Announcing RustaCUDA v0.1.0

7 minute read Published:

In my post on GPGPU in Rust, I declared that I intended to work on improving the state of CUDA support in Rust. Since then, I’ve been mostly radio-silent. I’m pleased to announce that I have actually been working on something, and I’ve finally published that something.


RustaCUDA is a new wrapper crate for the CUDA driver API. It allows the programmer to allocate and free GPU memory, copy data to and from the GPU, load CUDA modules and launch kernels, all with a mostly-safe, programmer-friendly, Rust-y interface. It can load and launch kernels written in any CUDA-compatible language, not just Rust.

I’ve put a lot of effort into the documentation as well as the code. I hope that RustaCUDA can help introduce more Rust programmers to the fascinating world of GPGPU programming.


I’ll walk through a simple example to demonstrate. We’ll write a kernel in CUDA C which takes two buffers of floating-point numbers as input, adds each pair of elements, and writes the sum into a third buffer of floats. Then in Rust, we’ll allocate device memory to hold the buffers, fill them with numbers, launch the kernel to compute the sums, copy the results back to the CPU and print them out.

Before we start, you will need to download and install the CUDA toolkit, version 8.0 or newer. You will also need a CUDA-compatible GPU. Finally, set an environment variable pointing to where you installed the CUDA libraries. For my MINGW terminal, that would be:

export CUDA_LIBRARY_PATH="C:\Program Files\NVIDIA GPU Computing Toolkit\CUDA\v9.1\lib\x64" 

First, we’ll create a Rust project:

cargo init --bin rustacuda_example
cd rustacuda_example

Edit your Cargo.toml file to add:

rustacuda = "0.1"
rustacuda_derive = "0.1"
rustacuda_core = "0.1"

Before we move on to the Rust code, however, we need a kernel to run. Copy the following code into a file called

Since this isn’t really about CUDA C, I won’t go into too much detail on this. In short, this declares a kernel that takes two float arrays (x and y), iterates over the arrays, adds each pair of elements and writes the sums into out. CUDA works by executing the same function on many threads, so all of the blockIdx.x and similar is there so that each thread will take a different element of the array.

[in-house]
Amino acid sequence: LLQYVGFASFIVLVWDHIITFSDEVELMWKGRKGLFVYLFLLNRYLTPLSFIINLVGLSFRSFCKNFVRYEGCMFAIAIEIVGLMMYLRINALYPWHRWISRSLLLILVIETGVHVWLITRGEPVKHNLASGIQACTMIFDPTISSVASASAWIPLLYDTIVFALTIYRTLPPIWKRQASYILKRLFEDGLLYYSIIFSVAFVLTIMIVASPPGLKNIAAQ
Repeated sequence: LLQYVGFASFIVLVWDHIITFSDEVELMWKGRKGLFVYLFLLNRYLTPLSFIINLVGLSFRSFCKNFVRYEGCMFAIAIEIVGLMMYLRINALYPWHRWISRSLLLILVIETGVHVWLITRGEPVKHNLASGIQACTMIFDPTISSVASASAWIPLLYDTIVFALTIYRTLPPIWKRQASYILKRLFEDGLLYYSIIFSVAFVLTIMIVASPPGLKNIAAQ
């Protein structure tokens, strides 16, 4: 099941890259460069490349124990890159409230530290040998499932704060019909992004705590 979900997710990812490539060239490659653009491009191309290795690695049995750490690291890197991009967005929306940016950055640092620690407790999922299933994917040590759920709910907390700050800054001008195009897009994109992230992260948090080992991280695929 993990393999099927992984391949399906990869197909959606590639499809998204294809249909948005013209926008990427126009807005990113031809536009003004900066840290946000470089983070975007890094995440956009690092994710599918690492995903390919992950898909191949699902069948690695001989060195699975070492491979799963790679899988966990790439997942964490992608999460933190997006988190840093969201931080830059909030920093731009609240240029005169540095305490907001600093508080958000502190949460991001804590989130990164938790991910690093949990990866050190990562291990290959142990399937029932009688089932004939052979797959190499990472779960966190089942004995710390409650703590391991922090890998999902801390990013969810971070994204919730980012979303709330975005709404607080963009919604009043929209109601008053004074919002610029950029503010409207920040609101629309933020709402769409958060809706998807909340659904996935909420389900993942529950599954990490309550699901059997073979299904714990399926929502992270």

Compile the kernel file to a PTX file:

nvcc --ptx -o add.ptx --gpu-architecture=compute_32

Now paste the following code into src/ (I’ll explain it below):

Let’s break this down step by step.

First, we need to initialize CUDA and create a Context:

// Initialize the CUDA API

// Get the first device
let device = Device::get_device(0)?;

// Create a context associated to this device
let context = Context::create_and_push(
    ContextFlags::MAP_HOST | ContextFlags::SCHED_AUTO, device)?;

A Device is just a handle to a CUDA GPU, and for the purposes of this example we don’t really care what GPU it is as long as it supports CUDA. Then we create the context. Contexts in CUDA are sort of similar to a process on the CPU - it holds all of the functions we load, all of the configuration settings and all of the device memory allocations. Like with processes, a Context also has it’s own memory space - that is, pointers from one context won’t work in another. A context is tied to a device, and there should be exactly one context per device (you can have more than one, but changing contexts for a device is slow). The context flags aren’t important to this example, but they’re good defaults anyway.

Next up we load a Module containing our compiled PTX code:

// Load the module containing the function we want to call
let module_data = CString::new(include_str!("../add.ptx"))?;
let module = Module::load_from_string(&module_data)?;

Here, we use include_str! to include the compiled PTX file directly into our binary. Then we convert it to a CString and ask CUDA to load a module from that. A Module is sort of like a dynamically-linked library - it’s loaded at runtime and exports functions that we can call.